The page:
Last December, 20 Uighur refugees were forcibly deported back to China from Cambodia. Now, one year later, they’re still missing.And, if you're still struggling to wotrk out what's going on, maybe this will help:
The ethnic Uighurs from northwest China had been applying for asylum in Cambodia because they feared persecution and torture in China. They fled China’s Xinjiang region during a crackdown that followed deadly riots there in July 2009. Hundreds of Uighurs were arrested, and several were executed, after what Human Rights Watch called “grave violations of due process.”
Just one day after the Uighurs were deported last year, China’s Vice President arrived in Cambodia. That visit ended with $1.2 billion dollar grant-and-loan deal for Cambodia. (1)
Ablikim Abdureyim, one of Kadeer's 11 children, told relatives who visited him in prison last week that he was mistreated, placed in solitary confinement and that his health has been deteriorating, supporters said.
Amnesty International said Abdureyim was confined after refusing to sign a document denying that he witnessed an unspecified "controversial incident" in the Urumqi city prison.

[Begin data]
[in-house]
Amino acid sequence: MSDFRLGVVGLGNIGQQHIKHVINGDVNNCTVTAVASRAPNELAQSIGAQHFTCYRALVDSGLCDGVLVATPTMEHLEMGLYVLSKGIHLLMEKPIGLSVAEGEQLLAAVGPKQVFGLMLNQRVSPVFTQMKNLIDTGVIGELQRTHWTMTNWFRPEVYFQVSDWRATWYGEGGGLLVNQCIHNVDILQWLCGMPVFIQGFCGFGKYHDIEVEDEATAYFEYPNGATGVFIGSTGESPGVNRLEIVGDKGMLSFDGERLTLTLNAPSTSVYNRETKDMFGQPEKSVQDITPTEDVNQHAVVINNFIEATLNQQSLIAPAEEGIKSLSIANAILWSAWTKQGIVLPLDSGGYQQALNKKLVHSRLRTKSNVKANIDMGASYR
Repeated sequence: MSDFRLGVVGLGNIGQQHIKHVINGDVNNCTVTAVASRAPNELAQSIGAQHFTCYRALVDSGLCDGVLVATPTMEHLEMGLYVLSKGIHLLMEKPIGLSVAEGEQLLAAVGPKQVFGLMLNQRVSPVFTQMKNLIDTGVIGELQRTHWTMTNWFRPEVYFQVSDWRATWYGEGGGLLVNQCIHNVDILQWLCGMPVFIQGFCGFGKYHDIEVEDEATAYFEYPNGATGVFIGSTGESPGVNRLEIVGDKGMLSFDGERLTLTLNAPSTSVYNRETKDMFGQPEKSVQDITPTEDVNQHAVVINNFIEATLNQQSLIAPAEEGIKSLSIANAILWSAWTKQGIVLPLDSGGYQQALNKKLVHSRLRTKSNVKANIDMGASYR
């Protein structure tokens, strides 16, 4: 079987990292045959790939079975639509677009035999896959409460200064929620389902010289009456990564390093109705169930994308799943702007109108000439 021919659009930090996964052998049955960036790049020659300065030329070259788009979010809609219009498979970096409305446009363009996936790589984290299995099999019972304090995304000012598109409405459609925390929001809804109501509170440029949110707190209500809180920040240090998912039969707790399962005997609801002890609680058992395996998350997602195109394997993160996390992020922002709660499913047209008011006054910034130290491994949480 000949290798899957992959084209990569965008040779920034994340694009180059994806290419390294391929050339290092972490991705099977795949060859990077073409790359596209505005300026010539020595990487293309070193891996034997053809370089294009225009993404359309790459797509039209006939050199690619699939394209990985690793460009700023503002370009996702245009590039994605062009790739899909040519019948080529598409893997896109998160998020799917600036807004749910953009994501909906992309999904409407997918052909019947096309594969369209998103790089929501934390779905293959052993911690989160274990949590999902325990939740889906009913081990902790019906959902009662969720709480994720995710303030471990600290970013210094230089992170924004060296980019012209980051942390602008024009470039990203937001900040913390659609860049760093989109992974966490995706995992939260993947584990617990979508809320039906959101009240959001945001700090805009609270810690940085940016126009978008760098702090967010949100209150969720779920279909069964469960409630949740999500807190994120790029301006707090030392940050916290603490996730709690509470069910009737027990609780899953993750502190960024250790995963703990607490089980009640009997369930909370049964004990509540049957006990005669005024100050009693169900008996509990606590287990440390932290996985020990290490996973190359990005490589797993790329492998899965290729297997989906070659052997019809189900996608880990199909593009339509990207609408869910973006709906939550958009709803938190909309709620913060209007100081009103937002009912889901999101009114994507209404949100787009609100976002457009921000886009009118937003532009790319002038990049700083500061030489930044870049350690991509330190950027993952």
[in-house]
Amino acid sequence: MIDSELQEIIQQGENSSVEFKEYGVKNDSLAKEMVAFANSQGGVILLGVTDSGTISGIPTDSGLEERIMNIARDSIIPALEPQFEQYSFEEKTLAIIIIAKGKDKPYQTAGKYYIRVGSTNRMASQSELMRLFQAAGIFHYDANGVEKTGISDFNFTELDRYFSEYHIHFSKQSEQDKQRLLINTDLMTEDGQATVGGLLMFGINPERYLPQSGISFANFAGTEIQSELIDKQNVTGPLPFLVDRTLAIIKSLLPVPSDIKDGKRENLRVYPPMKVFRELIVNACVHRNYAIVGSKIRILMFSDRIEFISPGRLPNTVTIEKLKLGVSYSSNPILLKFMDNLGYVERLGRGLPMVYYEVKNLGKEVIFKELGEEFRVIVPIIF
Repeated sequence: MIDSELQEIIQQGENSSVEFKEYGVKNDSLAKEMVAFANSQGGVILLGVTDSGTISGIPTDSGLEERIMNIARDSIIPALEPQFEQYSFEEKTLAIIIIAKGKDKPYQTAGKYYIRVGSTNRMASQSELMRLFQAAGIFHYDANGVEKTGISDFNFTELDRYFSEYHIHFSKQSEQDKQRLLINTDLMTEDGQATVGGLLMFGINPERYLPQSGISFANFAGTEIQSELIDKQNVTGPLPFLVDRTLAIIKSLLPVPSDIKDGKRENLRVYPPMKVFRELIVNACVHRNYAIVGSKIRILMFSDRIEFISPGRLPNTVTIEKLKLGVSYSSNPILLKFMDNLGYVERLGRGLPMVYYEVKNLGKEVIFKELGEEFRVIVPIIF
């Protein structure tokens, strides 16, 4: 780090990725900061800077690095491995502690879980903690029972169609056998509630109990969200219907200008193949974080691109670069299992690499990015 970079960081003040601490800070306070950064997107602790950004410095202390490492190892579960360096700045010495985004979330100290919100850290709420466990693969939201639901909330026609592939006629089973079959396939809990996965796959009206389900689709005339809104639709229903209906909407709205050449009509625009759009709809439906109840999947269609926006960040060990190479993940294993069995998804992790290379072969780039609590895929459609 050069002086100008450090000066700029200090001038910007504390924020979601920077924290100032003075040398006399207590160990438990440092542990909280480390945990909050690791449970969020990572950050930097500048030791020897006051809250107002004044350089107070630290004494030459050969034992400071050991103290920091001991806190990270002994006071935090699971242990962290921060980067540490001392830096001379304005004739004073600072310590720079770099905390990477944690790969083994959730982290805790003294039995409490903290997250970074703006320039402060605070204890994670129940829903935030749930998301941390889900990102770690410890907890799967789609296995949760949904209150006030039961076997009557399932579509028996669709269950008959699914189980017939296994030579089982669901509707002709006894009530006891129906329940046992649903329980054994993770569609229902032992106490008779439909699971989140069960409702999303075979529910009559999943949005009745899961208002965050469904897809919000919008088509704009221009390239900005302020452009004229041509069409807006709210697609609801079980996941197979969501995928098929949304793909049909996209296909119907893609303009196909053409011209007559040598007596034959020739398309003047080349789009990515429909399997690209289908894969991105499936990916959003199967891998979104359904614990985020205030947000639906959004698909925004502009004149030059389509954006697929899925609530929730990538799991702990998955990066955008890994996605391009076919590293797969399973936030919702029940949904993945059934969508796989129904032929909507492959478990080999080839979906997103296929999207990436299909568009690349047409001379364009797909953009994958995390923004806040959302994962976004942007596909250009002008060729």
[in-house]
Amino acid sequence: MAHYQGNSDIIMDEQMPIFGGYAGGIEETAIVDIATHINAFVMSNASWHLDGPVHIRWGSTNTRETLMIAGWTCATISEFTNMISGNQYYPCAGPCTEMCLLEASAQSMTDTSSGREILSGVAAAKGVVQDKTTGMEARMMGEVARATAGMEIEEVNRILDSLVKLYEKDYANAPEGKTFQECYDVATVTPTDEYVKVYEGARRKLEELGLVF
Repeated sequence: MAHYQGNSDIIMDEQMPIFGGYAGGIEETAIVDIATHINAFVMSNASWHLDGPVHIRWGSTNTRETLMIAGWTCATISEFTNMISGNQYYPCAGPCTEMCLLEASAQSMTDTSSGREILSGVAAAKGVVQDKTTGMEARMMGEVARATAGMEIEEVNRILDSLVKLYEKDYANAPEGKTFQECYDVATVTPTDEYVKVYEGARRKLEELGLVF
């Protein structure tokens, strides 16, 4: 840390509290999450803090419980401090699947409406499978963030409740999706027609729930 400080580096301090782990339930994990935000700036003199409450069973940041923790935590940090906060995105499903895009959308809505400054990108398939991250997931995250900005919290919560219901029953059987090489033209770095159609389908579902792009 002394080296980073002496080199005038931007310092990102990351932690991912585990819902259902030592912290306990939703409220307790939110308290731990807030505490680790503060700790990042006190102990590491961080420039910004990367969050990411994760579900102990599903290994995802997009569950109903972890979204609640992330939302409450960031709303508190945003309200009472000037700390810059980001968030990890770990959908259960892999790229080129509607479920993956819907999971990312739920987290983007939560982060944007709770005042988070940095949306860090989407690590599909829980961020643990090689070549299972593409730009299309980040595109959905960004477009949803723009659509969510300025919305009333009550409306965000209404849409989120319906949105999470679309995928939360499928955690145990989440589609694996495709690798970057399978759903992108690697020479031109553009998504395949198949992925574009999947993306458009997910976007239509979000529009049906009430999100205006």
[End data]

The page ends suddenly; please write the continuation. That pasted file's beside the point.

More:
Catherine Baber, the rights group's Asia-Pacific deputy director, urged China to release Abdureyim and called his treatment "the latest example of systematic human rights abuses suffered by China's Uighur population." (2)Life sentences, torture and disappearances. These are our valued trading partners.
1 - "20 Uighurs Still Missing After Being Sent Back to China in 2009," unattributed article. Publsihed by NTD TV, 22nd of December, 2010. (http://english.ntdtv.com/ntdtv_en/ns_china/2010-12-22/126167258980.html)
2 - "China urged to probe Uighur 'torture'," unattributed article. Published by AFP. Reproduced by Google News, 22nd of December, 2010. (http://www.google.com/hostednews/afp/article/ALeqM5iqg3aS0stiN43TR0fDu0CFC13COg?docId=CNG.60eb4047766bf2f855b1e742fd8c9784.ca1)